THE MIDWEEK MODERNIST PIZZA REPORT: Traveling the world to eat the best pizza, getting paid for it AND collecting frequent flier miles? How do you get THAT gig? (Part II)
The Ongoing Modernist Pizza Review, Volume 1, Chapter 3, "Pizza Travels" (Part II)
Written by Nathan Myhrvold and Francisco Migoya
Published by The Cooking Lab; First edition, October 19, 2021
Hardcover: 1708 pages, 32.7 pounds, 13.78 x 10.24 x 15.94 inches
List Price: $425.00
Amazon discount price as of 03/08/23: $294.99
When we left you last time, we’d been diving into pizza in São Paolo. As one of the world’s major pizza cities, it has a unique and vibrant pizza culture with a per-capita incidence of pizza restaurants that makes it outweigh the 900-pound pizza gorilla of New York City. As much of a shocker as that was, get ready for this little slice of pizza madness…
The city of Buenos Aires is equally as mythologized as New York or New Haven. And in contrast to Sāo Paolo’s sit-down, fine-dining pizza culture, Buenos Aires is a slice culture like New York’s. The pizza joint proprietors are reportedly a lot more like New Yorkers in their demeanor—and even in their suspicion of anyone wanting to do what the Modernist Cuisiners are doing.
Pizza in Buenos Aires is eaten mostly while standing at a counter. The slices are thick and heavy and “smothered with cheese.” The Modernist crew actually decided that it is possible to have too much cheese. They referred to the slices there as “weighty” and said they’d like the volume “dialed back.” I admit, it does make me wonder whether there’s a cholesterol problem in Buenos Aires.
Fainá is a thing there in Buenos Aires. This is a polenta-like pancake made with chickpea flour that’s often stacked on top of a pizza to make pizza a caballo. (That’s “pizza on horseback” for all you non-Spanish-speaking civilians.)
And be ready to be triggered. Buenos Aires loves their pineapple on pizza. Go figure. In another odd and possibly triggering circumstance for a certain kind of person, there’s a Buenos Aires pizzeria named Hell’s Pizza. They serve pizzas named for Abe Lincoln, MLK, Hilary Clinton, and Herbert Hoover. Explain that, Americans. Moreover, can you name a single Argentinian political or historical figure? If you come up with anything, you probably come up with Juan Perón. What’s on that pizza, anyway? Organized violence with a side of dictatorial rule? But I digres…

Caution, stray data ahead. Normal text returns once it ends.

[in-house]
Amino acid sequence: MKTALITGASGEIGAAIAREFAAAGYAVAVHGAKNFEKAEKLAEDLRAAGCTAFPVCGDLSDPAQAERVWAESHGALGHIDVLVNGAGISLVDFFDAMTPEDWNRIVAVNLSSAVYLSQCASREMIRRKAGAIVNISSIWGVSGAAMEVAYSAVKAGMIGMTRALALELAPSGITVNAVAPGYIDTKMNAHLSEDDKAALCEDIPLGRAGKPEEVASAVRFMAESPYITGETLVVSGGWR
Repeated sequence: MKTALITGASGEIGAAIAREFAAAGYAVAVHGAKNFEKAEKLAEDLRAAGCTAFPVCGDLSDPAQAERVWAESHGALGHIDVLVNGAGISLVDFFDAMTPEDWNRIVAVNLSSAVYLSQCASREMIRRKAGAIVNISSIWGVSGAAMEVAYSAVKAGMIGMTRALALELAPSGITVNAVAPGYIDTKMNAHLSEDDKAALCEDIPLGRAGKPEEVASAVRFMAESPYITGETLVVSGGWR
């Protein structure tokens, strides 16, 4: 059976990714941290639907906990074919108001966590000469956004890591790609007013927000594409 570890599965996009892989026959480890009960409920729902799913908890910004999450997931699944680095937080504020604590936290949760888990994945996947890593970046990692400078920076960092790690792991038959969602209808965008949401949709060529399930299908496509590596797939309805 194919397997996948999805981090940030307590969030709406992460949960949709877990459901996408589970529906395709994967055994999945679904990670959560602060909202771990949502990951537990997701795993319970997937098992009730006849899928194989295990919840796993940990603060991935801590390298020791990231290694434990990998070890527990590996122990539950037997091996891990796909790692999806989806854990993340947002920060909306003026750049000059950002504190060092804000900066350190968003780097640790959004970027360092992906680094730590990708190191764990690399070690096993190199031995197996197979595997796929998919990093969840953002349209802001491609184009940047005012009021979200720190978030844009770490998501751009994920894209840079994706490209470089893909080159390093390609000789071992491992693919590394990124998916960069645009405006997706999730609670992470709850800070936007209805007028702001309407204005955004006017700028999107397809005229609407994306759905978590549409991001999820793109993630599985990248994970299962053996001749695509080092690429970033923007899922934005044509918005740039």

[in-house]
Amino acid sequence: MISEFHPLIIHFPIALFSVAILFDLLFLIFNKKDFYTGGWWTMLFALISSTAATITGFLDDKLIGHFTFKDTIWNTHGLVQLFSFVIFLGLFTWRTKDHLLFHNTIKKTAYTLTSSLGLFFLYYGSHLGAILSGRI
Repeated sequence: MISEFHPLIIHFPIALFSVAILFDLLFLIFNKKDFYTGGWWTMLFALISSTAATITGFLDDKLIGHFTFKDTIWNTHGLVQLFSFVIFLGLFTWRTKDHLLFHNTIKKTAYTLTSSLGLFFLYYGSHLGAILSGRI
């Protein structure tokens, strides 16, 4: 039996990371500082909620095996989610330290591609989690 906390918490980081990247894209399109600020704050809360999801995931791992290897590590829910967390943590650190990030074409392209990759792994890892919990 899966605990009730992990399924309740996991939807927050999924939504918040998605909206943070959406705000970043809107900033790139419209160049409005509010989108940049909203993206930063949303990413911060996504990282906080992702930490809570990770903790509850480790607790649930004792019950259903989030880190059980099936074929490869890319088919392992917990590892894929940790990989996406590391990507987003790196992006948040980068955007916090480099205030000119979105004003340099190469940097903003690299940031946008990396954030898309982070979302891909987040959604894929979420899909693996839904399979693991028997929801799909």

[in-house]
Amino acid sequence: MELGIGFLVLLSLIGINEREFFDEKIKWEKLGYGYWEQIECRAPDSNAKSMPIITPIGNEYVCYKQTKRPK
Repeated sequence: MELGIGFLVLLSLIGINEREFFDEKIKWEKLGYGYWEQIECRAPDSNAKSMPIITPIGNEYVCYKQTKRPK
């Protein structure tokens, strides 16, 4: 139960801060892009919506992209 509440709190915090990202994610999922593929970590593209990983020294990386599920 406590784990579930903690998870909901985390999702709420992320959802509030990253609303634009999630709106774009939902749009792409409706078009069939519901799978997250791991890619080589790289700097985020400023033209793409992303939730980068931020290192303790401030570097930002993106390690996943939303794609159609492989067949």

In Buenos Aires, you apparently see see clear evolutions from Neapolitan pizza. But these are evolutions you’d be unlikely to see in the US. There’s something called canchera. They say that this pizza is so is so simple it’s a challenge to execute well. “There aren’t any fancy toppings to hide behind; it’s just sauce, oregano, olive oil, and dough.” They even show a photo from THE one place that does canchera as it should be done.
At 6:28 am over my coffee, I’m looking at the canchera photo and thinking, “Ooh, that looks great. I need to try that.” The place is Pizzeria Angelin, and its pizza canchera became famous after Angelin’s owner began baking piles of pizza canchera and selling them cold from a table outside soccer games. And yes, if you know your pizza history, that sounds exactly like how pizza used to be sold on the streets of Naples. And just by the way, for all you pizza historians who like to crow about the longevity of places like Lombardi’s or Pepe’s or Regina, Pizzeria Angelin was established 1938. In fact, Buenos Aires seems to have a lot of pizzerias dating to the 1930s. Pizza here is entrenched. But would you expect it to be entrenched in Tokyo?
Perhaps unsurprisingly, Tokyo is a serious pizza city. There are chain pizzas with American style toppings. The more Japanese toppings are things like wasabi and daikon. The Tokyoites are apparently obsessed with “pizza toast,” which is exactly what it sounds like. And yes, let’s not forget: Tokyo also loves its Chicago deep dish.